In May 1607 English colonists began to settle in the area. In December that same year, a group of Powhatan hunters captured a leading colonist called John Smith. According to his later account, they took him to one of their main settlements called Werowocomoco, where he was laid across the stone about to be beaten to death. The young Pocahontas threw herself across him and persuaded her father to spare his life. It is entirely possible that this was a symbolic act of adoption or a small part in a ritualised peace treaty. Either way, a bond developed between the young girl and the Englishman. She frequently visited the Jamestown colony, where she lived up to her nickname, turning naked cartwheels and larking about with the local boys. Smith later told of the time she risked her life to provide the colonists with food and by warning them of an impending attack planned by her father.
In 1609 Smith’s return to England for medical care following an explosion and the resumption of the armed conflict between the English and the Native Americans resulted in an end to the contact between Pocahontas and the colonists. Not long later she may have married a Powhatan captain called Kocoum. Little is known of this union but it appears to have ended before 1613. By that time she was living in Passapatanzy, a village of the Patawomecks who traded with the Powhatans. According to Smith, she had been in the care of the Patawomeck chief, Japazaws, for a couple of years. He accepted a bribe from a group of colonists led by Captain Samuel Argall to trick Pocahontas onto their ship where they took her captive. The colonists intention was to trade her for a peace treaty and the English prisoners, weapons and tools held by her tribe.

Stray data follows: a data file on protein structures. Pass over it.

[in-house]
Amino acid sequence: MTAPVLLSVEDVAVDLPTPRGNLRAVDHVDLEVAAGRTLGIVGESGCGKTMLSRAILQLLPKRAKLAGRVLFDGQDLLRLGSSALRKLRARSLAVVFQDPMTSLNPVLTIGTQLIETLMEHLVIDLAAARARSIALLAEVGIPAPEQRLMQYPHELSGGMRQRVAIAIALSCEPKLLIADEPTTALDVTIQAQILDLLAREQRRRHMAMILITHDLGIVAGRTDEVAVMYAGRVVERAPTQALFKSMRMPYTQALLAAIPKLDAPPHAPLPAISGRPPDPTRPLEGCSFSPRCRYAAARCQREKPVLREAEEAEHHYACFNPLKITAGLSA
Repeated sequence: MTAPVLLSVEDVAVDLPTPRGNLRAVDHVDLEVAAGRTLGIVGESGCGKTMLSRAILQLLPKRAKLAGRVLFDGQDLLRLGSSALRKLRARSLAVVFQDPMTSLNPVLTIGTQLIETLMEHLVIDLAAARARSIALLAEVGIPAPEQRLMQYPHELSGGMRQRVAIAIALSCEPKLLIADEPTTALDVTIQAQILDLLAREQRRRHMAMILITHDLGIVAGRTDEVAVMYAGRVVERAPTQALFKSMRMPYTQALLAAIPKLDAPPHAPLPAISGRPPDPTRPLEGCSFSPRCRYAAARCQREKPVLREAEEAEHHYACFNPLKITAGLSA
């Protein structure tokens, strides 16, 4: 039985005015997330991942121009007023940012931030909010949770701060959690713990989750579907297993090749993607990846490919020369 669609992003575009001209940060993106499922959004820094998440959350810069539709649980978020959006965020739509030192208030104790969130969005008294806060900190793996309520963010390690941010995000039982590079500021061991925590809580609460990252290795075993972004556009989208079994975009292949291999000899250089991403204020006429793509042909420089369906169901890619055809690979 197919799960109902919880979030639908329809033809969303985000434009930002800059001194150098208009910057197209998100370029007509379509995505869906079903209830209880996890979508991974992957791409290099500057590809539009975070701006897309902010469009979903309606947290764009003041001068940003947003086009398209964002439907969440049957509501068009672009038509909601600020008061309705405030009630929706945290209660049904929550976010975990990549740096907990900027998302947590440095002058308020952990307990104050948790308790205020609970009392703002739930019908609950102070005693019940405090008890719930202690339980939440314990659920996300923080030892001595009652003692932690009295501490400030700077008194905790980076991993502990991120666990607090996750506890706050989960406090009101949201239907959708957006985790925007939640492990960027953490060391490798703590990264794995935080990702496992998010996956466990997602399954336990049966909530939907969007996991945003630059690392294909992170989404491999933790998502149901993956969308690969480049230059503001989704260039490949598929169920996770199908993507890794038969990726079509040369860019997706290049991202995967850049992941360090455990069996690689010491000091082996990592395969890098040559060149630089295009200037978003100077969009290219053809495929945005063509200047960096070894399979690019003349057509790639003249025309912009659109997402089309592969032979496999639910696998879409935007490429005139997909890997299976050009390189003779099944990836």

Even though the Powhatans returned the prisoners and some of the equipment they had captured, the colonists were not satisfied and a year-long negotiation began. In that time Pocahontas remained captive in the town of Henricus where she fell under the influence of Reverend Alexander Whitaker, who persuaded her to embrace Christianity. While there she also succumbed to the romantic advances of John Rolfe, a pious tobacco planter who had recently lost his wife. After being baptised under the new name of Rebecca she married Rolfe on 5th April 1614. In January the following year, the couple had their only child, Thomas Rolfe. While the marriage did not secure the return of all the colonists’ possessions, it did cement amicable relations between them and the Powhatans.
The promotion of the possibility of amicable relations between the Native Americans and Europeans was of great importance to the Virginia Company of London, which administered the colonies in that region. Upon hearing about the marriage of a native Princess to an English gentleman they ordered the colonial governor, Sir Thomas Dale, to bring Pocahontas to England. In June 1616, Rolfe, his wife and around a dozen of her countrymen including a holy man called Tomocomo, arrived at Plymouth. From there they travelled to London where she attended various society events as well as being received by Queen Anne. The Powhatans found the foul air of London disagreeable and within months they moved to the nearby village of Brentford, where Pocahontas had an emotional reunion with John Smith, who she thought to be dead.
The cold of the English winter did not agree with Pocahontas and in March 1617 she Rolfe’s boarded ship to return to Virginia. Weakened by sickness – probably pneumonia or tuberculosis – she was in no fit state to make the arduous Atlantic crossing. She went ashore at Gravesend in Kent where she died. Her funeral took place on 21st March 1617 at St. Georges Church, a tragic end to the short life of a key figure in American history.